Tuesday, 4 January 2022

Wildlife on the doorstep......well, kerbside.

Overnight rain turned to clear skies and sub zero temperatures by dawn. A cold NNW wind with sunshine pretty much all day.

Middleton Nature Reserve 
My car was covered in a sheet of ice, I thought the ponds would be iced over too, but the rain must have continued long enough and the ponds were completely ice free (MD).
Just the two main ponds checked:
Mute Swan 5 adult 9 juvenile 
Moorhen 7
Coot 1 - I like this clip, the Coot seems so pleased with its chunk of weed. It evades one group of Gadwall, just to have most of its meal pinched by another. An occupational hazard I suppose if you share a pond with 42 dabbling ducks.

Little grebe 1
Gadwall 40 ( all on the "no swimming" pond)
Tufted Duck 4 males
Shoveler 2 (pair) - I don't know if these are the same male and female that were present last week, but today's birds were definitely together.

Heliport wader roost
Howard managed to read more colour coded Knot rings at high water including this bird - you will need to open the images to see the ring detail.
You can see how the lower outside edge of the orange flag is being worn away by
the rough terrain it often walks through - I have the same problem with my wellies!
This is one of Howard's pictures of the same bird, but taken two years ago.
You can see that the wear had started but not as pronounced as today's shot.

It's nice to see that the Norwegian ringed Oystercatcher is still with us.
It will be a third calendar year (3CY) bird now.

South shore
I was intrigued by Shaun's report yesterday of the Potts corner Brent stopping to feed between the cafe and Ocean Edge saltmarsh, so I timed my walk to coincide with any repeat performance (MD).
Pale-bellied Brent goose 31 - I walked along the shore towards Potts from the saltmarsh on the ebbing tide. No sign of any Brent until I was close enough to see the cafe. The tide was quite a way out by that time, but the Brent were feeding close in on gut weed covered rocks. Unfortunately, it couldn't last for long, as this section of beach gets quite busy as it becomes exposed, as this clip will demonstrate. These birds are well south of the recording area, but soon all 31 will be well within it.
They brazened out the car passing twice, but by 13:45 something else spooked them and they set off north. They shaped to land after about 300m, where there are more gut weed covered stones, but they must have been later in the tide than yesterday, and when they realised that the Red Nab rocks were exposed they continued on and landed there instead. It seemed strange sitting on a rock outside the recording area, watching birds fly into it! It took them almost two minutes to reach Red Nab, this is just the first 500m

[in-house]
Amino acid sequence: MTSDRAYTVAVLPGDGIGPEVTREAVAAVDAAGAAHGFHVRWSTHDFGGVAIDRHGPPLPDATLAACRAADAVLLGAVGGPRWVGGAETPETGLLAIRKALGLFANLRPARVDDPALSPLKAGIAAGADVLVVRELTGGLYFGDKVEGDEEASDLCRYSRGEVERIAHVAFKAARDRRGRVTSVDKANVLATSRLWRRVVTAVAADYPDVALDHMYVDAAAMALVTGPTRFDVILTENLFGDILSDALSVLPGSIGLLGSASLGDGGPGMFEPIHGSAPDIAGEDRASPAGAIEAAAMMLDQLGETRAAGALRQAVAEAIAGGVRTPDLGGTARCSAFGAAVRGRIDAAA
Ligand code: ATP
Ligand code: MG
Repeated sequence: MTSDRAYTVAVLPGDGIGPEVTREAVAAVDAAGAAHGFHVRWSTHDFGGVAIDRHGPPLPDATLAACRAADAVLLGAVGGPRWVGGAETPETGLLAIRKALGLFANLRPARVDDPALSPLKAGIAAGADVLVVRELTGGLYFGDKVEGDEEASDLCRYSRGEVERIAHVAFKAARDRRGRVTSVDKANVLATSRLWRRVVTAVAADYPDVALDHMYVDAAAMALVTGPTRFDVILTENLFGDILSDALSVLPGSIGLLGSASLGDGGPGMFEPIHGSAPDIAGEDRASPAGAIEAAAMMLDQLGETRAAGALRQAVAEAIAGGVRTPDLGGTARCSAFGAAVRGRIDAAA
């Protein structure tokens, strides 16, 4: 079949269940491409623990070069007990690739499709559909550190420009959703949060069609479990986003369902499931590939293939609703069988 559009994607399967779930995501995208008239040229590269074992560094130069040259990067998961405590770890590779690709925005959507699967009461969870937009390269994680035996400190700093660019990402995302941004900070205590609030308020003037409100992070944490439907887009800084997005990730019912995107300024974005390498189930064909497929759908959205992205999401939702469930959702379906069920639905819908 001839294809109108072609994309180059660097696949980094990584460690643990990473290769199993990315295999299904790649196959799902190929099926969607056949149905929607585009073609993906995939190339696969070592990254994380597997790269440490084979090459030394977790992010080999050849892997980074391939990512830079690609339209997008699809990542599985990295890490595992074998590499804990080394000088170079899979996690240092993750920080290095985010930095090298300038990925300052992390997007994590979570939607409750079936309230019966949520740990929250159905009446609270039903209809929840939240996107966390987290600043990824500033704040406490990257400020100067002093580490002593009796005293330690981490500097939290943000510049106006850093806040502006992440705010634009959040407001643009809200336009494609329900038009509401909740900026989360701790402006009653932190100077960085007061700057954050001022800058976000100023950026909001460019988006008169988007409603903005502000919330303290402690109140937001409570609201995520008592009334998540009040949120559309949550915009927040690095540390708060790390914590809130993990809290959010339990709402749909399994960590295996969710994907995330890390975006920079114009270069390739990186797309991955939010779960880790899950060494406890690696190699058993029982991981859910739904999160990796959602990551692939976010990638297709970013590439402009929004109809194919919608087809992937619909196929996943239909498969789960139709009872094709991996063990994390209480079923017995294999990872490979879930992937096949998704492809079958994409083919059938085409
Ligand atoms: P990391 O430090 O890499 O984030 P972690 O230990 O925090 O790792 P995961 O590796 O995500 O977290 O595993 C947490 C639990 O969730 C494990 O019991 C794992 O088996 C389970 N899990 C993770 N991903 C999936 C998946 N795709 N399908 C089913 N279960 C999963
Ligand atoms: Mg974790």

They were still feeding on Red Nab when I got back at 14:45 (I'm a bit slower than the Brent!). The tide had already left the rocks then, but there is much less disturbance here than out from the children's play area. But the gut weed is generally cropped much shorter by the Wigeon.

The following records are all on, around or just out from the saltmarsh.
Wigeon 150+ (Out from saltmarsh when tide was still quite high)
Common Snipe 3 (returning to saltmarsh after tide had left it)
Rock Pipit 3
Reed Bunting 5 - this is the first occasion this winter when I have seen more than one here.
Reed Bunting 

Waders just out from the saltmarsh, these high spring tides leave this flat area of mud very quickly, leaving invertebrates stranded, the waders feed quickly - these are Knot and a few Dunlin, not much to see apart from the feeding pattern.
Knot 35
Dunlin 20
Ringed Plover 14
Turnstone 2
Redshank 30+

Finally, this is what today's title refers to. The following clip was looking west from Imperial Rd (the road leading to the "Waste Technology Park" just off Heysham bypass (the 50mph section)). It represents the eastern boundary of the recording area. These two Roe deer were no more than 50m from the bypass, you can hear the traffic.

My first thought was that it was a Roebuck following a doe, but checking the video I realised that they were both bucks.
This is the first one, you can see its proto-antlers forming.
Roebuck with its velvet covered antlers just beginning to form

The antler development of the above buck is typical for so early in the year. The buck behind it, in contrast, has remarkably well developed antlers for so early. They are shed every year of course, but presumably the second buck is more mature and its antlers destined to be impressive. Only four prongs so far, but surely going to be a six pointer.
Roebuck with very developed antlers for so early in the year.
They will continue to grow until the velvet sheds late March to April

So, it would seem that the second male wasn't so much following as "seeing off"!